Former NU president dead at 90
Arnold R. Weber, who helped Northwestern University attract top faculty and dramatically improve its finances during his more than a decade as the school’s president, has died. He was 90.
The university said in a news release that Mr. Weber, who served as the school’s 14th president from 1985 until 1994, died of natural causes at his Northbrook home on Thursday. He was recently hospitalized for congestive lung failure, a university spokesman said.
When his retirement was announced, Mr. Weber was credited with putting the university on solid financial footing. At a time when many other universities were struggling financially, Northwestern’s assets rose from about $661 million to $1.6 billion, and research grants more than doubled from $64 million to $155 million during his tenure, according to a Chicago Tribune article on his retirement.
He was also credited with raising the university’s academic profile, both at its main campus in Evanston and in downtown Chicago, where its medical center was in the midst of a $630 million revitalization. At the time Mr. Weber left, “students were applying to undergraduate, graduate and professional programs in record numbers,” the school said in the news release announcing his death.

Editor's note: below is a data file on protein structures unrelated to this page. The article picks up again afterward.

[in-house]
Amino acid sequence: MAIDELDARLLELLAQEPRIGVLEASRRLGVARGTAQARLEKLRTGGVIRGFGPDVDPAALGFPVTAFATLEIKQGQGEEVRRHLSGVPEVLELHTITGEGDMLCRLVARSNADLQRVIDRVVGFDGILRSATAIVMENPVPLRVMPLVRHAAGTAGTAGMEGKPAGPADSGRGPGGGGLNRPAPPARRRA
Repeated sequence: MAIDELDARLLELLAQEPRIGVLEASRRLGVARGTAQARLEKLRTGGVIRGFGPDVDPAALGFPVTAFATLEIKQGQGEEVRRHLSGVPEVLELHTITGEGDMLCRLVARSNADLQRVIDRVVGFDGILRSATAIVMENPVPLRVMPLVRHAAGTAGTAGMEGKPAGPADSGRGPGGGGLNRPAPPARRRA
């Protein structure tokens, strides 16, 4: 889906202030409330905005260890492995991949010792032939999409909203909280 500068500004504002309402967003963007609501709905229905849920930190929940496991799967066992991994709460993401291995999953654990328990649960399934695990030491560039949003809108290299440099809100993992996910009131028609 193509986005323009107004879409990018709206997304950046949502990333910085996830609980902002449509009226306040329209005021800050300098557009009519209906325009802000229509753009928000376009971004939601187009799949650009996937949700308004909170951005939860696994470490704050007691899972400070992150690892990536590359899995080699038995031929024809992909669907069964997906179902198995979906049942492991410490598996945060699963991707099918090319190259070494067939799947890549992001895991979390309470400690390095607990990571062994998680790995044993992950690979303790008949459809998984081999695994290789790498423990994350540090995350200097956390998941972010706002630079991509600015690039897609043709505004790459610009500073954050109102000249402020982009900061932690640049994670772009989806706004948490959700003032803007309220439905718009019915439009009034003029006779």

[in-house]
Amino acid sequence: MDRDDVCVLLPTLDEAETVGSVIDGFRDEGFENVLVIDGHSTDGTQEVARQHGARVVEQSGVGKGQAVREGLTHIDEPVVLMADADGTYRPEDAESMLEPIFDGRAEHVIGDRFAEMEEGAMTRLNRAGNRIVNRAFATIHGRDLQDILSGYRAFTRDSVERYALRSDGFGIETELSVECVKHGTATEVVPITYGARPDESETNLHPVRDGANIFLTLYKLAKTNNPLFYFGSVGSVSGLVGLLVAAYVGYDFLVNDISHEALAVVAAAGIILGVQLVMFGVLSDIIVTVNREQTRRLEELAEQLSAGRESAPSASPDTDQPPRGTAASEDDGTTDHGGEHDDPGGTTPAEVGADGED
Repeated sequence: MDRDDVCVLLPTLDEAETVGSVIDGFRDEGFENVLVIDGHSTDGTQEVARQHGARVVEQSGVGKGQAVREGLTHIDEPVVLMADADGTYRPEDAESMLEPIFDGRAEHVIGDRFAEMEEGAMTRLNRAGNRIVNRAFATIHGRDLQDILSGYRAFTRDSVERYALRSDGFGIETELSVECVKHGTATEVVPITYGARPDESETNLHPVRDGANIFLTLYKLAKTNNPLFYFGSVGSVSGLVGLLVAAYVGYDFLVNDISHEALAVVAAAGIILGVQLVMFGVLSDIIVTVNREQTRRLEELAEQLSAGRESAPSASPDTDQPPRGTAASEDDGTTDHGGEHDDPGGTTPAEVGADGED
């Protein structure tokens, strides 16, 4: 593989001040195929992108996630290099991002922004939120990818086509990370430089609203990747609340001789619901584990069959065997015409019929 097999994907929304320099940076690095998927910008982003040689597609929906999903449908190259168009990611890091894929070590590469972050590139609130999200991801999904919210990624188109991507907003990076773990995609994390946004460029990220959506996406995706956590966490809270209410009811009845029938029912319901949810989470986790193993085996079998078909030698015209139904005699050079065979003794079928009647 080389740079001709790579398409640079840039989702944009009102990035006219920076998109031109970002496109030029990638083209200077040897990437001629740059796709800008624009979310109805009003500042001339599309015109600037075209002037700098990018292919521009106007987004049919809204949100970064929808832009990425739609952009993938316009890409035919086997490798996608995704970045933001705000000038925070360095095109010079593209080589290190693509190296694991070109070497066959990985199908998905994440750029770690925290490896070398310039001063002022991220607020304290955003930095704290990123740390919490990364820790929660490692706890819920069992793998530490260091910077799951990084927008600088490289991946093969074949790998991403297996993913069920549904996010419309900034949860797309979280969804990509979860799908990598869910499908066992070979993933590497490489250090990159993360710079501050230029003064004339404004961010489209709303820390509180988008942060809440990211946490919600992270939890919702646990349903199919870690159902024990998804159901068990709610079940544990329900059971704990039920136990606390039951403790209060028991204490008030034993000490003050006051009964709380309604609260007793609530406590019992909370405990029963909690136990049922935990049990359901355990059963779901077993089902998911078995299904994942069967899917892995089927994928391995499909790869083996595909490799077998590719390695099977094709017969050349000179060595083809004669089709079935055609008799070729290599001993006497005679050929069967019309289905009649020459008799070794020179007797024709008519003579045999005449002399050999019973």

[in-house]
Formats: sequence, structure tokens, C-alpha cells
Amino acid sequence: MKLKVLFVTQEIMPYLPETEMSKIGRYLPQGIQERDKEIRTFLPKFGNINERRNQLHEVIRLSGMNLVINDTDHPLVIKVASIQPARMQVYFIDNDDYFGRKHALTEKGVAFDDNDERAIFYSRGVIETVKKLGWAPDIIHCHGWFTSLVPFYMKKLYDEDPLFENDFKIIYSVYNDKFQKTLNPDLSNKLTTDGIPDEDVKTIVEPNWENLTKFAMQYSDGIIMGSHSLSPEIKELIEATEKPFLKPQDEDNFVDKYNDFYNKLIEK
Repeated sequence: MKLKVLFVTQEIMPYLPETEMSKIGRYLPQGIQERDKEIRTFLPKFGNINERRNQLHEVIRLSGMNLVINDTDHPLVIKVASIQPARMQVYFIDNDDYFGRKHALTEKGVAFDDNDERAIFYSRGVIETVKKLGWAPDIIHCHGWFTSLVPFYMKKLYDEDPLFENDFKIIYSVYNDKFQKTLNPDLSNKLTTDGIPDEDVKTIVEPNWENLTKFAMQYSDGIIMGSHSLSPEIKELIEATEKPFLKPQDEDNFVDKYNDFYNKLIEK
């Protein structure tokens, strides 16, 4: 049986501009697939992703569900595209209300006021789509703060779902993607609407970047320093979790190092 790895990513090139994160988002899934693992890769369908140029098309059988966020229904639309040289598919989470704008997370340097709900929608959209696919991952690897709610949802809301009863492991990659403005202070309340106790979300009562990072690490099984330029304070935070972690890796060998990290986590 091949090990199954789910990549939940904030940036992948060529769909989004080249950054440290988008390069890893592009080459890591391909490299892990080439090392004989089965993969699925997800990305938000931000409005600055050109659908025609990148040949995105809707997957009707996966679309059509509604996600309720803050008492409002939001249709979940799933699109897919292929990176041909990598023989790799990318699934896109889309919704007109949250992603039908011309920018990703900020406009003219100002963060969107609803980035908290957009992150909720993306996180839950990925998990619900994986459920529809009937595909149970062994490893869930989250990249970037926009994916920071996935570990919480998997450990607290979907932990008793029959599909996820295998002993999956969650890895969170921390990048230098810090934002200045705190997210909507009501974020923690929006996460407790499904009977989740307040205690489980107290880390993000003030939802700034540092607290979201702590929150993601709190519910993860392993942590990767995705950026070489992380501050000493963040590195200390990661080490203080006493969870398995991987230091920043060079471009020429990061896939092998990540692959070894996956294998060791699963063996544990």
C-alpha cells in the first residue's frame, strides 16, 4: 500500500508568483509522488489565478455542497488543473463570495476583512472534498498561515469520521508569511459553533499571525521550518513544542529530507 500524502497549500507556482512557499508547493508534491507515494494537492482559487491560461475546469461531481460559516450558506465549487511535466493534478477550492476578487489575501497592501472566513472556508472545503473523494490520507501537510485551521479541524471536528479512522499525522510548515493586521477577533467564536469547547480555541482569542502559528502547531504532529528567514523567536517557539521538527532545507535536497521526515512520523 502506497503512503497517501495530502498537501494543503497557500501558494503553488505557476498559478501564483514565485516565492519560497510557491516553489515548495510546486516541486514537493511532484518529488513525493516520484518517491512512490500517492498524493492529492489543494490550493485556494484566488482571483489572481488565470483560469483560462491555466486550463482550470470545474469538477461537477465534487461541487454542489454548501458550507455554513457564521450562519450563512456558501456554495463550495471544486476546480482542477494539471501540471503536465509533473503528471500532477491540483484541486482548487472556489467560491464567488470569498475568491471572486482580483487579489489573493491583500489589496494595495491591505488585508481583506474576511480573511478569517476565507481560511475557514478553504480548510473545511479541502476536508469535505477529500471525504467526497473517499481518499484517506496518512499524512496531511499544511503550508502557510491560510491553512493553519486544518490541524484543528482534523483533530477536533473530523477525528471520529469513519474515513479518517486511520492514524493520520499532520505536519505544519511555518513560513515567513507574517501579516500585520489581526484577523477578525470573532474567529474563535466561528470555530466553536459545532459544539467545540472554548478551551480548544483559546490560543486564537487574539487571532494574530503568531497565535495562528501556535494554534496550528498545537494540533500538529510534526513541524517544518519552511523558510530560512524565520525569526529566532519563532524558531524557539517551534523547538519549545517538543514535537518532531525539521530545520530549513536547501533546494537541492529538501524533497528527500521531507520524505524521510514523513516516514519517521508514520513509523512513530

Before taking the job at Northwestern, Mr. Weber served as president of the University of Colorado for five years and on the faculty of the University of Chicago’s Graduate School of Business.
Mr. Weber, who was preceded in death by his wife, Edna, is survived by three sons and eight grandchildren, the school said.
Arnold R. Weber